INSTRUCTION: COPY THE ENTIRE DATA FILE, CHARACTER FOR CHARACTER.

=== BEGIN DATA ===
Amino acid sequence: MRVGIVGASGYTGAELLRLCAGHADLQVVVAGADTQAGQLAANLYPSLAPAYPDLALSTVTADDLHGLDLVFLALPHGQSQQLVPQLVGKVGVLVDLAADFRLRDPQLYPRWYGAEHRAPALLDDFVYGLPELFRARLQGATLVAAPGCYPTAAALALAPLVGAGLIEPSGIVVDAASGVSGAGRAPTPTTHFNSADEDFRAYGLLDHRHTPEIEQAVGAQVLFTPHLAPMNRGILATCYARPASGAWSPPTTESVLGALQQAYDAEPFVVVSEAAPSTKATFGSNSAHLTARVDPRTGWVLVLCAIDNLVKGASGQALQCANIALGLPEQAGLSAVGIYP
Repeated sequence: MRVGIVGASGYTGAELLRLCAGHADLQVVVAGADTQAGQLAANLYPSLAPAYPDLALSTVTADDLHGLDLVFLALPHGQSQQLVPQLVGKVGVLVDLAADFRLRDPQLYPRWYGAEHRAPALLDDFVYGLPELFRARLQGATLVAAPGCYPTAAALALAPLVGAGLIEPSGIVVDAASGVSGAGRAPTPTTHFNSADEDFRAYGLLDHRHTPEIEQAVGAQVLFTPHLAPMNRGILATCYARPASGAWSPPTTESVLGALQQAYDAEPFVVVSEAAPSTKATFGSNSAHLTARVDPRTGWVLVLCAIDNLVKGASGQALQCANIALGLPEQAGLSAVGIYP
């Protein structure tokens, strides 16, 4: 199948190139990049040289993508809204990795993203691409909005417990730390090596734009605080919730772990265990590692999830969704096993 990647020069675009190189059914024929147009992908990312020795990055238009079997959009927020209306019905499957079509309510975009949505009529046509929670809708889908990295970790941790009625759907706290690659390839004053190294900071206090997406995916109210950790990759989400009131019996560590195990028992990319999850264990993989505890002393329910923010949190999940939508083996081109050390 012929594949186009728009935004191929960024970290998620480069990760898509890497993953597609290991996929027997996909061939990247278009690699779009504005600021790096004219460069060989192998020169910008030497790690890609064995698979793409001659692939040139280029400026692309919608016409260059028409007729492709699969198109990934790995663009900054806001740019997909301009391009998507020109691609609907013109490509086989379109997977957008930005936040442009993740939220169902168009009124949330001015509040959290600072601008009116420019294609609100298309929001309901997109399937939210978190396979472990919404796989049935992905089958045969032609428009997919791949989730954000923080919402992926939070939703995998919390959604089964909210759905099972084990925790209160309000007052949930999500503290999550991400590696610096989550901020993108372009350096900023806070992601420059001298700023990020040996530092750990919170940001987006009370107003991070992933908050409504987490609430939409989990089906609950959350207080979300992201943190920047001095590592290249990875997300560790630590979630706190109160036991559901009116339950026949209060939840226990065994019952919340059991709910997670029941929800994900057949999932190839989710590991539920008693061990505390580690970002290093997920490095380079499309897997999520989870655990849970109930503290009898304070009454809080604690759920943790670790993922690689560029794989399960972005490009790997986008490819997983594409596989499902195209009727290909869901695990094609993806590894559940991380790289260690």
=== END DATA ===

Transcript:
Amino acid sequence: MRVGIVGASGYTGAELLRLCAGHADLQVVVAGADTQAGQLAANLYPSLAPAYPDLALSTVTADDLHGLDLVFLALPHGQSQQLVPQLVGKVGVLVDLAADFRLRDPQLYPRWYGAEHRAPALLDDFVYGLPELFRARLQGATLVAAPGCYPTAAALALAPLVGAGLIEPSGIVVDAASGVSGAGRAPTPTTHFNSADEDFRAYGLLDHRHTPEIEQAVGAQVLFTPHLAPMNRGILATCYARPASGAWSPPTTESVLGALQQAYDAEPFVVVSEAAPSTKATFGSNSAHLTARVDPRTGWVLVLCAIDNLVKGASGQALQCANIALGLPEQAGLSAVGIYP
Repeated sequence: MRVGIVGASGYTGAELLRLCAGHADLQVVVAGADTQAGQLAANLYPSLAPAYPDLALSTVTADDLHGLDLVFLALPHGQSQQLVPQLVGKVGVLVDLAADFRLRDPQLYPRWYGAEHRAPALLDDFVYGLPELFRARLQGATLVAAPGCYPTAAALALAPLVGAGLIEPSGIVVDAASGVSGAGRAPTPTTHFNSADEDFRAYGLLDHRHTPEIEQAVGAQVLFTPHLAPMNRGILATCYARPASGAWSPPTTESVLGALQQAYDAEPFVVVSEAAPSTKATFGSNSAHLTARVDPRTGWVLVLCAIDNLVKGASGQALQCANIALGLPEQAGLSAVGIYP
């Protein structure tokens, strides 16, 4: 199948190139990049040289993508809204990795993203691409909005417990730390090596734009605080919730772990265990590692999830969704096993 990647020069675009190189059914024929147009992908990312020795990055238009079997959009927020209306019905499957079509309510975009949505009529046509929670809708889908990295970790941790009625759907706290690659390839004053190294900071206090997406995916109210950790990759989400009131019996560590195990028992990319999850264990993989505890002393329910923010949190999940939508083996081109050390 012929594949186009728009935004191929960024970290998620480069990760898509890497993953597609290991996929027997996909061939990247278009690699779009504005600021790096004219460069060989192998020169910008030497790690890609064995698979793409001659692939040139280029400026692309919608016409260059028409007729492709699969198109990934790995663009900054806001740019997909301009391009998507020109691609609907013109490509086989379109997977957008930005936040442009993740939220169902168009009124949330001015509040959290600072601008009116420019294609609100298309929001309901997109399937939210978190396979472990919404796989049935992905089958045969032609428009997919791949989730954000923080919402992926939070939703995998919390959604089964909210759905099972084990925790209160309000007052949930999500503290999550991400590696610096989550901020993108372009350096900023806070992601420059001298700023990020040996530092750990919170940001987006009370107003991070992933908050409504987490609430939409989990089906609950959350207080979300992201943190920047001095590592290249990875997300560790630590979630706190109160036991559901009116339950026949209060939840226990065994019952919340059991709910997670029941929800994900057949999932190839989710590991539920008693061990505390580690970002290093997920490095380079499309897997999520989870655990849970109930503290009898304070009454809080604690759920943790670790993922690689560029794989399960972005490009790997986008490819997983594409596989499902195209009727290909869901695990094609993806590894559940991380790289260690």